A recent decision from the Western District of Kentucky wound its way through a maze of permissible purposes and reasonable beliefs, with a detour into defamation claims, ultimately striking half of plaintiff’s claims. In Durbin v. Americredit Fin. Servs., No. 1:19-CV-00184-GNS, 2020 U.S. Dist. LEXIS 101554 (W.D. Ky. June 9, 2020), the court found that plaintiff sufficiently pled a claim under the Fair Credit Reporting Act (“FCRA”), but struck defamation claims under dueling preemption provisions. Plaintiff unsuccessfully defended his defamation claims by arguing that defendants, who plaintiff claimed had knowingly furnished inaccurate information, were not in fact “furnishers” under the preemption provisions.
Plaintiff had purchased a car from a dealer under a retail installment contract and security agreement (“RICS”) that allowed the dealer to assign the RICS to a credit union. Plaintiff later found out the credit union had rejected the RICS, requiring the dealer to find new financing, and discovered that each of seven named defendants had obtained his credit report, generating “hard inquiries” in each case.
Defendants asserted they had a permissible purpose in obtaining plaintiff’s credit report because they reasonably believed plaintiff was looking for an extension of credit. The court, however, disagreed, finding that plaintiff had sufficiently pled that defendants’ belief was not reasonable. Why? The RICS in question was a contract for a vehicle purchase, not a credit application – and it didn’t look like plaintiff had ever filled out a credit application. As the court found, the burden of proof was on defendants to justify their reasonable belief that plaintiff was seeking credit. Lacking such proof, the court allowed plaintiff’s FCRA claims to proceed.
Plaintiff’s defamation claims did not fare as well. The defamation claims were based on defendants falsely furnishing information to the consumer reporting agencies (“CRAs”) that plaintiff had initiated a credit transaction. On that basis, defendants asserted the defamation claims were preempted under two provisions of the FCRA, § 1681h(e) and § 1681t(b)(1)(F). As the court noted, these provisions “have been the source of much debate.” Section 1681t(b)(1)(F) grants immunity to furnishers from state law claims when fulfilling their obligations as furnishers to CRAs under § 1681s-2. Section 1681h(e) is narrower, and immunizes furnishers from state law claims of defamation, slander, or invasion of privacy, except in cases where a consumer claims false information has been furnished with malice or willful intent to injure the consumer.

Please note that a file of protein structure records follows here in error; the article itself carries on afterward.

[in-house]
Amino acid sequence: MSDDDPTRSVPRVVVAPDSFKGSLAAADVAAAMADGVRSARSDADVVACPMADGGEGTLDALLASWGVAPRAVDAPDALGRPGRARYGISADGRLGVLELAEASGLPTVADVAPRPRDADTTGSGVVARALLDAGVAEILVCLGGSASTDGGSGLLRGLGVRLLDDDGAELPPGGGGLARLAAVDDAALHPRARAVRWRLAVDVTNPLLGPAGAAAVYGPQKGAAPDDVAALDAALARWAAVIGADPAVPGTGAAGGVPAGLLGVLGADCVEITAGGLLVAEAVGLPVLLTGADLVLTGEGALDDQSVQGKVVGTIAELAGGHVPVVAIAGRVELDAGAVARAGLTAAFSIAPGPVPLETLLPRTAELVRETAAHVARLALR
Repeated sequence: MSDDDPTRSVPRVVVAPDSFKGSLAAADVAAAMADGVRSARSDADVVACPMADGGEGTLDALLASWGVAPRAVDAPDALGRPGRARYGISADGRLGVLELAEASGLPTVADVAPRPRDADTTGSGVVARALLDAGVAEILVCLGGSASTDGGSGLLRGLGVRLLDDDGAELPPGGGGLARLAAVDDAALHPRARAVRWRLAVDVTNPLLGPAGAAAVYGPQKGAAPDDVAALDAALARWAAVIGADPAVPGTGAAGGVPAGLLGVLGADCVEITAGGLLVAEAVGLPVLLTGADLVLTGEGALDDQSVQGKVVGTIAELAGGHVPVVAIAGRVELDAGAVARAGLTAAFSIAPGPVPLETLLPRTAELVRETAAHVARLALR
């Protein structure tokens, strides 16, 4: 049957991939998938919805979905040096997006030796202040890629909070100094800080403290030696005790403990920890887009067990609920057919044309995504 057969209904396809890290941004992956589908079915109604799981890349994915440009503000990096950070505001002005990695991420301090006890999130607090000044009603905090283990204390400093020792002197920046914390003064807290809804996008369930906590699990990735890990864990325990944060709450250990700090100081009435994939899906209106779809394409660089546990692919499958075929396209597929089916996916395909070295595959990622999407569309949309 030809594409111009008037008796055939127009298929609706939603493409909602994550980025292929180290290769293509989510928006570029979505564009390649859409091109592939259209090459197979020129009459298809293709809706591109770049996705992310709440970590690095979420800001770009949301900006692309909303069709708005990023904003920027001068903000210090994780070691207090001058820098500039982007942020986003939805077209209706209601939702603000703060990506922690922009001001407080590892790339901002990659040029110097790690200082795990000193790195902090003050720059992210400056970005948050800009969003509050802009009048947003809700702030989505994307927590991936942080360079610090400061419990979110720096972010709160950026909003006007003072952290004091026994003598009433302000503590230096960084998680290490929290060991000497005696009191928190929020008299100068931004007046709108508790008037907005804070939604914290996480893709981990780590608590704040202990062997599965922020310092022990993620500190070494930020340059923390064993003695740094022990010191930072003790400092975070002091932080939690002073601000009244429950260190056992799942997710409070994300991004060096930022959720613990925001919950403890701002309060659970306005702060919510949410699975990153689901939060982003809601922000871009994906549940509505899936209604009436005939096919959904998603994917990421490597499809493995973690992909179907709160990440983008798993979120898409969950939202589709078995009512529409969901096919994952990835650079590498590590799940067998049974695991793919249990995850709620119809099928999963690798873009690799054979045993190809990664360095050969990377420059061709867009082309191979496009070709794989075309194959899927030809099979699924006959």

So how were these two sections balanced? The court ultimately applied a “temporal approach,” one of three possible methods of interpreting the two preemption provisions. Under this approach, § 1681t(b) is interpreted to preempt state law claims that relate to the furnishing of disputed information once the furnisher knew or had reason to know of any inaccuracies, and § 1681h(e) is interpreted to preempt state law claims brought before the furnisher knew or had reason to know of an inaccuracy. The court found that plaintiff’s claims were preempted under § 1681t(b)(1)(F), because plaintiff had alleged that the defendants furnished information that they knew or should have known was false. Plaintiff’s unusual defense against this finding was that the defendants were actually users of credit reports under the FCRA. The court put it best: plaintiff “is suing for Defendants’ furnishing of information while simultaneously arguing that Defendants cannot be considered a furnisher of information.”
An interesting point here- the plaintiff was right: in obtaining a credit report and thus generating an inquiry, the defendants were not acting as furnishers, but only as users. Had plaintiff’s claimed been drafted in such a way as not to characterize the defendants’ activity as “furnishing” (and this raising the preemption defense), his claim may very well have survived the motion to dismiss.
This case shows the importance of being able to demonstrate a reasonable belief as a defense – it can’t simply be claimed. And furnishers beware: while this court adopted one approach for preemption, it also considered two other distinct approaches that other courts have adopted. Your (preemption) mileage may vary.